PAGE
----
how to stop worrying man smoothing forehead wrinkles

Worry and anxiety have been big themes in the last couple of weeks around here:

You may recall that I moved last year about this time into a new place. It’s the first time I’ve really felt “at home” in 20 years, and it has allowed me room to breathe for just $800/month.  The landlords invited me to “stay forever” and offered to keep this incredible rate as long as I chose to live here. Well, I just learned that they are now selling the house and that I need to move out, after only one short year.

As the book has just gone to print and speaking in conjunction with the book has only begun to open up, other sources of income have simultaneously and inexplicably dried up. I’m at a crossroads where I am faced with the choice to either find a way to allow these new options, as well as the ongoing mentoring, time to emerge and flourish – or to take on regular hours of “just-pay-the-bills” type work again, which would limit both my mentoring and speaking opportunities severely.  This is in conjunction with now needing to move and all the financial changes that will involve.

Just yesterday, I wound up in the ER for seven hours with extreme internal pain … and lots of time to wonder what it could be. That is, in fact, why today’s post is late in getting published. (No worries; it was not life-threatening. I’m home now recuperating and will live to see another day.)

Everyone faces moments or periods of anxiety, worry, fear or outright dread. No matter how serene we may be, sudden change, bad news or added challenges affect us.  However, the degree to which worry controls our mind or capsizes us remains within the realm of choice.

how to stop worrying quote: the degree to which worry controls our mind or capsizes us remains within the realm of choice.

This past week, a teen girl expressed to me that she was continually on the verge of tears due to worry about complications that may occur next school year. Here’s how our conversation went:

Me: The way your mouth looks right now is making me think something’s wrong today, so what’s up?

Girl: I’m just really worried about school. I’ve been in tears for days about it.

Me: But it’s summer vacation, right? You’re not even in school right now. Tell me more.

Girl: Well, the town is meeting with my school over that girl who was bullying me last year. They want to take me off of the protection plan that proves I wasn’t the problem, and now I don’t know what’s going to happen. And, another friend of mine sent me a picture of my ex-boyfriend talking to the bully girl, so now I think they are going out and will gang up on me.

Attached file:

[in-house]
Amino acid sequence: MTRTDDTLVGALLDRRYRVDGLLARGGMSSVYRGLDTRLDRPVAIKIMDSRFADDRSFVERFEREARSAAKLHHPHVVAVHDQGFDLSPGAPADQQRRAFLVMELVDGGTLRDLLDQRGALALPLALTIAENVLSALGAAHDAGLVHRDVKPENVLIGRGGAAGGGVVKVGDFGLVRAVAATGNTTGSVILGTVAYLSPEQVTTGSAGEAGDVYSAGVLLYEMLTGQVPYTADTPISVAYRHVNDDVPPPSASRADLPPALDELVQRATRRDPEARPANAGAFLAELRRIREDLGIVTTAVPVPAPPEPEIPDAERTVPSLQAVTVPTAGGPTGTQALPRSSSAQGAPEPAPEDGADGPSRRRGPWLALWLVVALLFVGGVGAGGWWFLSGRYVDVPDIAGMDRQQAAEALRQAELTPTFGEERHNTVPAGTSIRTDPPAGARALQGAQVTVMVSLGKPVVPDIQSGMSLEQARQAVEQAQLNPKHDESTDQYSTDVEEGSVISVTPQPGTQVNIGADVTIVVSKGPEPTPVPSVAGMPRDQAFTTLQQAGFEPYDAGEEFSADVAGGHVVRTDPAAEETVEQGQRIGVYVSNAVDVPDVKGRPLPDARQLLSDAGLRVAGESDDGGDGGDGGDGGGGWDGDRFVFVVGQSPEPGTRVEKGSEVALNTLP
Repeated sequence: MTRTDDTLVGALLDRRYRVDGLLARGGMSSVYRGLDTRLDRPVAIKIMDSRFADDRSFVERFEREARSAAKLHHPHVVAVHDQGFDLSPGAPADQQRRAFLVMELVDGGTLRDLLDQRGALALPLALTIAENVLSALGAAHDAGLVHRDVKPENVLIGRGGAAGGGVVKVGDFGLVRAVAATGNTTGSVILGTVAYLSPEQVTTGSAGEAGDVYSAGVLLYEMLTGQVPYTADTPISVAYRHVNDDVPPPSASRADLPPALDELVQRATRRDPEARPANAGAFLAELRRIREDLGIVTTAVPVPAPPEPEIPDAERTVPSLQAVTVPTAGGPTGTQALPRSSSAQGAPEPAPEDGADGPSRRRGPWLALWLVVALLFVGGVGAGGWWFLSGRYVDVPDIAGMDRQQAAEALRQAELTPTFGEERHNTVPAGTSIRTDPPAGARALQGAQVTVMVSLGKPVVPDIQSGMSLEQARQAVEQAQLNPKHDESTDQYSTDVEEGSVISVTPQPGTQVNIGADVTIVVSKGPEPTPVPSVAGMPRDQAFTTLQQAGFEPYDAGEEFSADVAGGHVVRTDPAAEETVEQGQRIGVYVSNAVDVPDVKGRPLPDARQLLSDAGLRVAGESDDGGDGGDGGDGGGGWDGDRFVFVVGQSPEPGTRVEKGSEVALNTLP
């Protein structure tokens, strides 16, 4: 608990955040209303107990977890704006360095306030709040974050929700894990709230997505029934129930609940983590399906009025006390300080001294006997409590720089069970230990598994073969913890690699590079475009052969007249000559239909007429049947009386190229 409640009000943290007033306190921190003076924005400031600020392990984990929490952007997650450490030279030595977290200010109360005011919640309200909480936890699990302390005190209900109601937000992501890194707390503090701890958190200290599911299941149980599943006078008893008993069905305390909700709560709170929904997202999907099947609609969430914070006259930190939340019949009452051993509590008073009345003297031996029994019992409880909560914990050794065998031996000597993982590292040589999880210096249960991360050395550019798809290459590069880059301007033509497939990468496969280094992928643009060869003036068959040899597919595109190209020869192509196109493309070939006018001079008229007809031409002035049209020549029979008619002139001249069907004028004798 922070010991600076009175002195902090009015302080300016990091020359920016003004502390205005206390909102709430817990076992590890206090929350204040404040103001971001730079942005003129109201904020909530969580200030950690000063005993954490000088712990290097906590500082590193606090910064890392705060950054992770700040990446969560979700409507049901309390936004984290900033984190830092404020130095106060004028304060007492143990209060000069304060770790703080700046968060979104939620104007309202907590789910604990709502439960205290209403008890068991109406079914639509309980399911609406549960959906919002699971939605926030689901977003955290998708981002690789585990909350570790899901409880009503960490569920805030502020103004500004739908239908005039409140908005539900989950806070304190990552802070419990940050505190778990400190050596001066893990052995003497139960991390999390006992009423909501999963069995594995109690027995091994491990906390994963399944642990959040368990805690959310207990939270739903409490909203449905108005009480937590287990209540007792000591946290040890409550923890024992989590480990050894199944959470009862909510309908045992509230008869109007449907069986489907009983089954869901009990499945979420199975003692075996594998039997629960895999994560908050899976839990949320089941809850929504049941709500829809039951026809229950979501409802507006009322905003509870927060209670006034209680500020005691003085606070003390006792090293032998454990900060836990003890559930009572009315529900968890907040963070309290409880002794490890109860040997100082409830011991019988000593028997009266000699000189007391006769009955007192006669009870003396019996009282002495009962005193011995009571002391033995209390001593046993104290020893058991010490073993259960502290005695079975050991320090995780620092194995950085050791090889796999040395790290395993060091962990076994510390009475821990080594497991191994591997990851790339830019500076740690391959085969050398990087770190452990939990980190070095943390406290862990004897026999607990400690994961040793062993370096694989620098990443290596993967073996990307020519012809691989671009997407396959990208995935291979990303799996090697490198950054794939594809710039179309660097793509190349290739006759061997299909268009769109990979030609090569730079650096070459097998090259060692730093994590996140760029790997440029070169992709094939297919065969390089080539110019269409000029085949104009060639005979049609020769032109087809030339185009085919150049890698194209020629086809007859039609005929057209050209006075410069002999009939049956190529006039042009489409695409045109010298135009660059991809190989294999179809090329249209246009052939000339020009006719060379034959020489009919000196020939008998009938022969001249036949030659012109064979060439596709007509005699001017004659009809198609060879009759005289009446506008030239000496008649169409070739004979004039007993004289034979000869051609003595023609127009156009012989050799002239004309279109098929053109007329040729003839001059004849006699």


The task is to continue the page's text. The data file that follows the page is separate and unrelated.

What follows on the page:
Me: I can see why those might be scary things. But let me ask you an unrelated question. Is it possible that you could fall down my steps on your way out and break your leg?

Girl: [confused smile] What? Um … yeah, I guess. Why?

Me: Forget about why for right now. Is it possible that your hair will catch fire on the stove and burn off, leaving you completely bald?

Girl: [Laughing] Um …

Me: Is it possible?

Girl: I suppose so.

Me: And is it possible that a plane could be flying overhead right now and an engine might blow and fall off and come crashing through my roof where we sit?

Girl: Yeah, I guess it’s possible. But what does this have to do with school?  Are you just trying to take my mind off it?

Me: Nope. It has everything to do with school. The fact is that you aren’t in school right now. There is no bully in my living room. No ex-boyfriend.  It’s possible that at some point in the future, those things might be a problem – just like it’s possible you could break your leg, go bald or be crushed by falling plane fuselage.  But none of them is happening right now, are they?

Girl: Yeah, but, what if she does start bullying me again? I just don’t know what I’ll do. I feel like I have to prepare for whatever might happen now.